Platypus talkIt’s important to inspire the younger citizen scientists of today. As part of Platypus month, Julia Cirillo (MCMC Waterwatch Coordinator) partnered up with Ben Hudson (Melbourne Water Waterwatch Coordinator) and Charlotte Napper (Merri-bek Council Conservation Program Officer) in late September, to deliver a fun school holiday morning focused around Platypus education for children and their families within the Merri-bek municipality.

Over 40 participants learned about waterbugs and the important role they play in the Platypus ecology. The kids enjoyed presentations on the platypus, quizzes, and testing the water quality of the local wetlands. The feedback was exceptional and it was great to get kids outdoors during school holidays.

The event was funded by Merri-bek City Council.

Wurundjeri partnership with Uncle Dave talkingWe recently completed the second phase of a multi-year collaboration between MCMC and the Wurundjeri Woi-wurrung Cultural Heritage Aboriginal Corporation (WWCHAC). The project is funded by a grant from the City of Yarra to explore cultural and ecological values at the Merri and Birrarung Confluence.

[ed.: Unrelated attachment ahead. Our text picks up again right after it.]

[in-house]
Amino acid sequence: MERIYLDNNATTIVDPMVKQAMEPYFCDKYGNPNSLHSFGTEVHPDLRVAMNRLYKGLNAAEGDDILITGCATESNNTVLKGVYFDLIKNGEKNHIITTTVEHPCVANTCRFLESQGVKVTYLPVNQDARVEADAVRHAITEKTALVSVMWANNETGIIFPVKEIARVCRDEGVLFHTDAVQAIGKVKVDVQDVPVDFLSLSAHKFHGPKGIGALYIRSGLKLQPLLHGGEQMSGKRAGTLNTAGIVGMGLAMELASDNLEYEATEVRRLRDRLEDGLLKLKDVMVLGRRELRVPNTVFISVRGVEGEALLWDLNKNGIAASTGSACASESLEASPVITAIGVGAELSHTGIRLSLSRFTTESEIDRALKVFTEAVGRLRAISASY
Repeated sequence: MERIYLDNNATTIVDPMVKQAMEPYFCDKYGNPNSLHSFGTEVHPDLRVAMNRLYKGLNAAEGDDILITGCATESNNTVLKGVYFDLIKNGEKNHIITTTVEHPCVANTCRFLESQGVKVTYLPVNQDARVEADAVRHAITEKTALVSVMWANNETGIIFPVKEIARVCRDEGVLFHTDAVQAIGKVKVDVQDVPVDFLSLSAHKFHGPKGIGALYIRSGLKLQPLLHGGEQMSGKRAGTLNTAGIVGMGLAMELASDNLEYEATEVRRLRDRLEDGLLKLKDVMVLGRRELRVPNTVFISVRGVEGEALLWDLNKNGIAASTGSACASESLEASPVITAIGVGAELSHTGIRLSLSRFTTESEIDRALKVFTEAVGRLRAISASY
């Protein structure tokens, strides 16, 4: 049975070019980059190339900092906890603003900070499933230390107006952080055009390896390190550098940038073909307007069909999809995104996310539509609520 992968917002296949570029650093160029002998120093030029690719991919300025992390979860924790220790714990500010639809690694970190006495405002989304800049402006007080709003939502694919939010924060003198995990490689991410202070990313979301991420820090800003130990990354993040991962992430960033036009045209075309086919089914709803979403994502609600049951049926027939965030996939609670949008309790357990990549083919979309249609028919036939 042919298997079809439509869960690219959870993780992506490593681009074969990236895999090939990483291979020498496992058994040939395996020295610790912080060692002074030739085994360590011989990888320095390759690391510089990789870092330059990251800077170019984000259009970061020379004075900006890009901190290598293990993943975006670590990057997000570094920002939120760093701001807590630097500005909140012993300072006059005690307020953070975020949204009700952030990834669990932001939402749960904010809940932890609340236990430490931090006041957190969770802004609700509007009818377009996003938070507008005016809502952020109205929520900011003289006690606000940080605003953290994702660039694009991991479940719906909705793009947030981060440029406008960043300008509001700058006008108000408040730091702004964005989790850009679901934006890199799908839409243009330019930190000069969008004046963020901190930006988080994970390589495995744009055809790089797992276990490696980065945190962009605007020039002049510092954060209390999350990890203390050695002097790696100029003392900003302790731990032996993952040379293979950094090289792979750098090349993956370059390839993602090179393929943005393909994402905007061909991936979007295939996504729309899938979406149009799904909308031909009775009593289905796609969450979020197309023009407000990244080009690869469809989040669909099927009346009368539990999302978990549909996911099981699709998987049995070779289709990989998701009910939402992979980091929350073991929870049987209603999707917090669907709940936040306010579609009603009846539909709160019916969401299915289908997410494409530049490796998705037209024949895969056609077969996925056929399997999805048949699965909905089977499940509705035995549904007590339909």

The slideshows from two online events - Talking Merri Birrarung: Caring for Country where the Merri flows into Birrarung (Yarra River) in December 2021 and January 2022 - reflect the project’s goal to enrich community connections to Wurundjeri Woi-wurrung Country. They are valuable resources on local intercultural responses to Wurundjeri Woi-wurrung cultural practices.

Merri Events Calendar